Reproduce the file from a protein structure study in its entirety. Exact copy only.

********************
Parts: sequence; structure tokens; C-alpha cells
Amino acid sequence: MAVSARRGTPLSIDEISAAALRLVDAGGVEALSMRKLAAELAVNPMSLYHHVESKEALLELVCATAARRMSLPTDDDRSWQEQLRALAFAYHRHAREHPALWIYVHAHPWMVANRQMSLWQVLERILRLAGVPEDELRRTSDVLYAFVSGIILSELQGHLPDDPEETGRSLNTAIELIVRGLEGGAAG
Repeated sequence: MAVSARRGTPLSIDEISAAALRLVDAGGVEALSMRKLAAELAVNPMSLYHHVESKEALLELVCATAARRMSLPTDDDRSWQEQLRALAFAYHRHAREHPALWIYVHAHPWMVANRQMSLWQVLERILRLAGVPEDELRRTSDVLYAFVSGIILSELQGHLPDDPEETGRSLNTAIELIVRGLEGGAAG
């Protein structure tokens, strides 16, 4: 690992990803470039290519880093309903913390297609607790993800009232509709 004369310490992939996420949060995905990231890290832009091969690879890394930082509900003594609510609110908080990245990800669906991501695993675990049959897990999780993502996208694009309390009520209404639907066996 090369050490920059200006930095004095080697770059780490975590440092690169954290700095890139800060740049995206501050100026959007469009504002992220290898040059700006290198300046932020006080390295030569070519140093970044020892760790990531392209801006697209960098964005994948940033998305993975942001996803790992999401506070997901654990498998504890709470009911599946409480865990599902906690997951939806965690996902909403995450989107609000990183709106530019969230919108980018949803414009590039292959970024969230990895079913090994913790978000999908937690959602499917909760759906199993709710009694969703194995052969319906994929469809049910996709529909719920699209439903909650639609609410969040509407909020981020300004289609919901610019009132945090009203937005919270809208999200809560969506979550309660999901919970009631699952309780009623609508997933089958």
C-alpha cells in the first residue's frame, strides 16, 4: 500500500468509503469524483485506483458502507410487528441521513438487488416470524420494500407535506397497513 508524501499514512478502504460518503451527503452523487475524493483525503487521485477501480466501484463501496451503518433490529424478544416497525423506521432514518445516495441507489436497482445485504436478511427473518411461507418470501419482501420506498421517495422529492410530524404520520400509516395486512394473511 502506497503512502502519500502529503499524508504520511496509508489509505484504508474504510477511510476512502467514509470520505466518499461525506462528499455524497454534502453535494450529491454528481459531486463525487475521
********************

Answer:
Parts: sequence; structure tokens; C-alpha cells
Amino acid sequence: MAVSARRGTPLSIDEISAAALRLVDAGGVEALSMRKLAAELAVNPMSLYHHVESKEALLELVCATAARRMSLPTDDDRSWQEQLRALAFAYHRHAREHPALWIYVHAHPWMVANRQMSLWQVLERILRLAGVPEDELRRTSDVLYAFVSGIILSELQGHLPDDPEETGRSLNTAIELIVRGLEGGAAG
Repeated sequence: MAVSARRGTPLSIDEISAAALRLVDAGGVEALSMRKLAAELAVNPMSLYHHVESKEALLELVCATAARRMSLPTDDDRSWQEQLRALAFAYHRHAREHPALWIYVHAHPWMVANRQMSLWQVLERILRLAGVPEDELRRTSDVLYAFVSGIILSELQGHLPDDPEETGRSLNTAIELIVRGLEGGAAG
């Protein structure tokens, strides 16, 4: 690992990803470039290519880093309903913390297609607790993800009232509709 004369310490992939996420949060995905990231890290832009091969690879890394930082509900003594609510609110908080990245990800669906991501695993675990049959897990999780993502996208694009309390009520209404639907066996 090369050490920059200006930095004095080697770059780490975590440092690169954290700095890139800060740049995206501050100026959007469009504002992220290898040059700006290198300046932020006080390295030569070519140093970044020892760790990531392209801006697209960098964005994948940033998305993975942001996803790992999401506070997901654990498998504890709470009911599946409480865990599902906690997951939806965690996902909403995450989107609000990183709106530019969230919108980018949803414009590039292959970024969230990895079913090994913790978000999908937690959602499917909760759906199993709710009694969703194995052969319906994929469809049910996709529909719920699209439903909650639609609410969040509407909020981020300004289609919901610019009132945090009203937005919270809208999200809560969506979550309660999901919970009631699952309780009623609508997933089958």
C-alpha cells in the first residue's frame, strides 16, 4: 500500500468509503469524483485506483458502507410487528441521513438487488416470524420494500407535506397497513 508524501499514512478502504460518503451527503452523487475524493483525503487521485477501480466501484463501496451503518433490529424478544416497525423506521432514518445516495441507489436497482445485504436478511427473518411461507418470501419482501420506498421517495422529492410530524404520520400509516395486512394473511 502506497503512502502519500502529503499524508504520511496509508489509505484504508474504510477511510476512502467514509470520505466518499461525506462528499455524497454534502453535494450529491454528481459531486463525487475521